E. Malefahlo, M. Santos, M. Jarvis, S. White, J. Zwart
We present the radio luminosity function (RLF) of optically selected quasars below 1 mJy, constructed by applying a Bayesian-fitting stacking technique to objects well below the nominal radio flux density limit. We test the technique using simulated data, confirming that we can reconstruct the RLF over three orders of magnitude below the typical 5σ detection threshold. We apply our method to 1.4-GHz flux densities from the Faint Images of the Radio Sky at Twenty-Centimeters (FIRST) survey, extracted at the positions of optical quasars from the Sloan Digital Sky Survey over seven redshift bins up to z = 2.15, and measure the RLF down to two orders of magnitude below the FIRST detection threshold. In the lowest redshift bin (0.2 < z < 0.45), we find that our measured RLF agrees well with deeper data from the literature. The RLF for the radio-loud quasars flattens below log10[L1.4/WHz−1]≈25.5 and becomes steeper again below log10[L1.4/WHz−1]≈24.8, where radio-quiet quasars start to emerge. The radio luminosity where radio-quiet quasars emerge coincides with the luminosity where star-forming galaxies are expected to start dominating the radio source counts. This implies that there could be a significant contribution from star formation in the host galaxies, but additional data are required to investigate this further. The higher redshift bins show a similar behaviour to the lowest z bin, implying that the same physical process may be responsible.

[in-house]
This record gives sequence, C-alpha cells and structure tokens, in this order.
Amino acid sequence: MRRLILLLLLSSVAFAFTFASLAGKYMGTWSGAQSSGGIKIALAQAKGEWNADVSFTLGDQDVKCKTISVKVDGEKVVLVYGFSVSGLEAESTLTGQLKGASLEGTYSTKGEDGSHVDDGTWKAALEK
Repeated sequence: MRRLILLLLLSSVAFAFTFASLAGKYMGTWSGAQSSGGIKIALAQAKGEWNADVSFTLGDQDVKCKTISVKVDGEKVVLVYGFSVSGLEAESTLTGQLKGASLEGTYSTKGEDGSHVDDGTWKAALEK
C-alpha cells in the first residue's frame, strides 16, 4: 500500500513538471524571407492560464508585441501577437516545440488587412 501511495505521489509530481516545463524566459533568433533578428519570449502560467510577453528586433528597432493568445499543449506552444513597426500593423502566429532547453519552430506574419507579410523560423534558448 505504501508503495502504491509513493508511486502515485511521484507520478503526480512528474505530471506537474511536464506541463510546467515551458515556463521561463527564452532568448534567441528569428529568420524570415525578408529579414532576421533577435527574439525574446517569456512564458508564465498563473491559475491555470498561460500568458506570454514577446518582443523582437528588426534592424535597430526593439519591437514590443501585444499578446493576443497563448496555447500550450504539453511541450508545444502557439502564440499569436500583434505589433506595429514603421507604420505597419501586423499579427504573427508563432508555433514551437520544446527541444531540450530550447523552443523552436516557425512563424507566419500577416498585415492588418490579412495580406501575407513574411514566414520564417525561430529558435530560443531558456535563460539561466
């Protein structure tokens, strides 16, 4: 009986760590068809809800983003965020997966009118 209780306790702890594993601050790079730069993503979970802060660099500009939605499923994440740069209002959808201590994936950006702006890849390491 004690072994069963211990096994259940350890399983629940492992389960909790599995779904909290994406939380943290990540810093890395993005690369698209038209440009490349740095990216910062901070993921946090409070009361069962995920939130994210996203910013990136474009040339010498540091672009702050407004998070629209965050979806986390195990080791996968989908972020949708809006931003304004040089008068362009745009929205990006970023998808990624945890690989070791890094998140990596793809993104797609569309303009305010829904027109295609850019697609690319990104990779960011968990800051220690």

methods: data analysis; galaxies: evolution; galaxies: luminosity function; quasars: general; radio continuum: galaxies; Astrophysics - Astrophysics of Galaxies
Monthly Notices of the Royal Astronomical Society
Volume 492, Issue 4, Page 5297